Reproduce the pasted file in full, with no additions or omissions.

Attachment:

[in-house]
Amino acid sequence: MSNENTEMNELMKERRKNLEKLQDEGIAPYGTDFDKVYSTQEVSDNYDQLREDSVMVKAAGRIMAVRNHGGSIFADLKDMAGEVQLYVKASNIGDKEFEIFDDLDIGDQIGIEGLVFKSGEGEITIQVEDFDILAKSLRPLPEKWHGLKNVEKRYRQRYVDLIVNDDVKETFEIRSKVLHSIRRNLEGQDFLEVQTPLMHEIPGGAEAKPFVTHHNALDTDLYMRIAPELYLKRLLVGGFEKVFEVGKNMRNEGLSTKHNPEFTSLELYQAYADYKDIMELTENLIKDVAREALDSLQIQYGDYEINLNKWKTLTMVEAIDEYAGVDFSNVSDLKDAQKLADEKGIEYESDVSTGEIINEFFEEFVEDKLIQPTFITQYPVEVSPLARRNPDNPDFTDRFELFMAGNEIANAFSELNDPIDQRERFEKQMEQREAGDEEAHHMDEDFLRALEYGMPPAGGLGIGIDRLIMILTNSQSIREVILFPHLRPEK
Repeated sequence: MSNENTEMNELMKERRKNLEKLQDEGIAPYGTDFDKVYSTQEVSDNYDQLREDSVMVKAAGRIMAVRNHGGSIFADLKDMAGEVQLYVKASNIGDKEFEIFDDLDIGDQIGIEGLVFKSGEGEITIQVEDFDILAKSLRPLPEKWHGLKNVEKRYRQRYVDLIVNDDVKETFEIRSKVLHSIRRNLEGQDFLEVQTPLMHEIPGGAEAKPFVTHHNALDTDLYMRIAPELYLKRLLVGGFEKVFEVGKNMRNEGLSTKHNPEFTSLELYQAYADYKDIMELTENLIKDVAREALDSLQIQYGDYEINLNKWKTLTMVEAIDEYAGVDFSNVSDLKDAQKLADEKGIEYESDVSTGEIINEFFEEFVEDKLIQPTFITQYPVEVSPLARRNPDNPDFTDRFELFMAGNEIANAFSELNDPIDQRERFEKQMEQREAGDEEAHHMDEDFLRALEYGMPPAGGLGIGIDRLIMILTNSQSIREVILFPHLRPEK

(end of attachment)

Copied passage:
[in-house]
Amino acid sequence: MSNENTEMNELMKERRKNLEKLQDEGIAPYGTDFDKVYSTQEVSDNYDQLREDSVMVKAAGRIMAVRNHGGSIFADLKDMAGEVQLYVKASNIGDKEFEIFDDLDIGDQIGIEGLVFKSGEGEITIQVEDFDILAKSLRPLPEKWHGLKNVEKRYRQRYVDLIVNDDVKETFEIRSKVLHSIRRNLEGQDFLEVQTPLMHEIPGGAEAKPFVTHHNALDTDLYMRIAPELYLKRLLVGGFEKVFEVGKNMRNEGLSTKHNPEFTSLELYQAYADYKDIMELTENLIKDVAREALDSLQIQYGDYEINLNKWKTLTMVEAIDEYAGVDFSNVSDLKDAQKLADEKGIEYESDVSTGEIINEFFEEFVEDKLIQPTFITQYPVEVSPLARRNPDNPDFTDRFELFMAGNEIANAFSELNDPIDQRERFEKQMEQREAGDEEAHHMDEDFLRALEYGMPPAGGLGIGIDRLIMILTNSQSIREVILFPHLRPEK
Repeated sequence: MSNENTEMNELMKERRKNLEKLQDEGIAPYGTDFDKVYSTQEVSDNYDQLREDSVMVKAAGRIMAVRNHGGSIFADLKDMAGEVQLYVKASNIGDKEFEIFDDLDIGDQIGIEGLVFKSGEGEITIQVEDFDILAKSLRPLPEKWHGLKNVEKRYRQRYVDLIVNDDVKETFEIRSKVLHSIRRNLEGQDFLEVQTPLMHEIPGGAEAKPFVTHHNALDTDLYMRIAPELYLKRLLVGGFEKVFEVGKNMRNEGLSTKHNPEFTSLELYQAYADYKDIMELTENLIKDVAREALDSLQIQYGDYEINLNKWKTLTMVEAIDEYAGVDFSNVSDLKDAQKLADEKGIEYESDVSTGEIINEFFEEFVEDKLIQPTFITQYPVEVSPLARRNPDNPDFTDRFELFMAGNEIANAFSELNDPIDQRERFEKQMEQREAGDEEAHHMDEDFLRALEYGMPPAGGLGIGIDRLIMILTNSQSIREVILFPHLRPEK